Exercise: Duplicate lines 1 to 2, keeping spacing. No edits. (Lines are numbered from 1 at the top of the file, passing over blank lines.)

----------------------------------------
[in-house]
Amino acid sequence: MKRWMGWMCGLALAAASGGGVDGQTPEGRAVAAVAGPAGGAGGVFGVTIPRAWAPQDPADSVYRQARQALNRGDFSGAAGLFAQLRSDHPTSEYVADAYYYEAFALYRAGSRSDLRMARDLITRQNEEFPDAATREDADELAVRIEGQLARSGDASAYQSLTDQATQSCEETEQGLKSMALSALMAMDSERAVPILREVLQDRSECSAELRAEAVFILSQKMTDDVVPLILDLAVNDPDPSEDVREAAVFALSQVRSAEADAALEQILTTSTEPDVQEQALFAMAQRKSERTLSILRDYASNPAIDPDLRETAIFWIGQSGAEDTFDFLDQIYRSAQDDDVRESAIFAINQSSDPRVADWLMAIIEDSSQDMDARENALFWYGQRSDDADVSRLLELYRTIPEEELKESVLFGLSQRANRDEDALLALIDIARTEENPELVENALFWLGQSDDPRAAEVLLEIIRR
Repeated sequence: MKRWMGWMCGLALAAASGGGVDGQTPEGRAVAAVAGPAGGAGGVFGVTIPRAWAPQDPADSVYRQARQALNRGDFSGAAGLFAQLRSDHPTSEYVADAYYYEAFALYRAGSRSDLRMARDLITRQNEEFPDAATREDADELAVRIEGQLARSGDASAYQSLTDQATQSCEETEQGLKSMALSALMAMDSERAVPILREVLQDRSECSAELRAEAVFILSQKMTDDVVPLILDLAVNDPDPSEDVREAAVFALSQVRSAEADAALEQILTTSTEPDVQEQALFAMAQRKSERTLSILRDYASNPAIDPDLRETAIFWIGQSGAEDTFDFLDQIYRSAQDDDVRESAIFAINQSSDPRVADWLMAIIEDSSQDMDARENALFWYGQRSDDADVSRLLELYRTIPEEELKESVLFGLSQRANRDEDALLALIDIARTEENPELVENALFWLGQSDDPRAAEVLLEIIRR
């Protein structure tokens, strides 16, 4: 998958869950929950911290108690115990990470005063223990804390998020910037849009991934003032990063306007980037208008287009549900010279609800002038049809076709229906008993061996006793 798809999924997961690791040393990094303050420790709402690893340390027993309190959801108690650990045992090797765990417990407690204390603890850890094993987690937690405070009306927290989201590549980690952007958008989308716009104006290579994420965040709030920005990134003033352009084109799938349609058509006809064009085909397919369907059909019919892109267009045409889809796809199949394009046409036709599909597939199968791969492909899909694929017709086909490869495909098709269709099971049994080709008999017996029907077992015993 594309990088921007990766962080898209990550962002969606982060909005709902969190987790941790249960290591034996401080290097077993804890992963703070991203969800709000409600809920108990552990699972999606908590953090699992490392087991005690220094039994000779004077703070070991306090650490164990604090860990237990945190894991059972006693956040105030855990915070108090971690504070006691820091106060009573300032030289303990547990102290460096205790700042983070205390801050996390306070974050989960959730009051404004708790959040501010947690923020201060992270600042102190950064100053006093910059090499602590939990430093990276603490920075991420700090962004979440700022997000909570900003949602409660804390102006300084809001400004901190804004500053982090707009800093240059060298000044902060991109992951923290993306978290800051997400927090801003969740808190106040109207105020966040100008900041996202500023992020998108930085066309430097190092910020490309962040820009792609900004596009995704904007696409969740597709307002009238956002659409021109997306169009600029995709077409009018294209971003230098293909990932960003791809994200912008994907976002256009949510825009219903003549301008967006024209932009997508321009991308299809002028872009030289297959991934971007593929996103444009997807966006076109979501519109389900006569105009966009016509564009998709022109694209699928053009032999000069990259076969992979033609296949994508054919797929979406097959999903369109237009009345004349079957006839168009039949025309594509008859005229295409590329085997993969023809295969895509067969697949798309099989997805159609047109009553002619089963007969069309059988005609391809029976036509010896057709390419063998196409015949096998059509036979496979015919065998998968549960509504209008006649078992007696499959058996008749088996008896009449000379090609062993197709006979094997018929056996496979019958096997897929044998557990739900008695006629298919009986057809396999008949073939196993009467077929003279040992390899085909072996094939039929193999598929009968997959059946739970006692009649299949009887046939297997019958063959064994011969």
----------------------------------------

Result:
[in-house]
Amino acid sequence: MKRWMGWMCGLALAAASGGGVDGQTPEGRAVAAVAGPAGGAGGVFGVTIPRAWAPQDPADSVYRQARQALNRGDFSGAAGLFAQLRSDHPTSEYVADAYYYEAFALYRAGSRSDLRMARDLITRQNEEFPDAATREDADELAVRIEGQLARSGDASAYQSLTDQATQSCEETEQGLKSMALSALMAMDSERAVPILREVLQDRSECSAELRAEAVFILSQKMTDDVVPLILDLAVNDPDPSEDVREAAVFALSQVRSAEADAALEQILTTSTEPDVQEQALFAMAQRKSERTLSILRDYASNPAIDPDLRETAIFWIGQSGAEDTFDFLDQIYRSAQDDDVRESAIFAINQSSDPRVADWLMAIIEDSSQDMDARENALFWYGQRSDDADVSRLLELYRTIPEEELKESVLFGLSQRANRDEDALLALIDIARTEENPELVENALFWLGQSDDPRAAEVLLEIIRR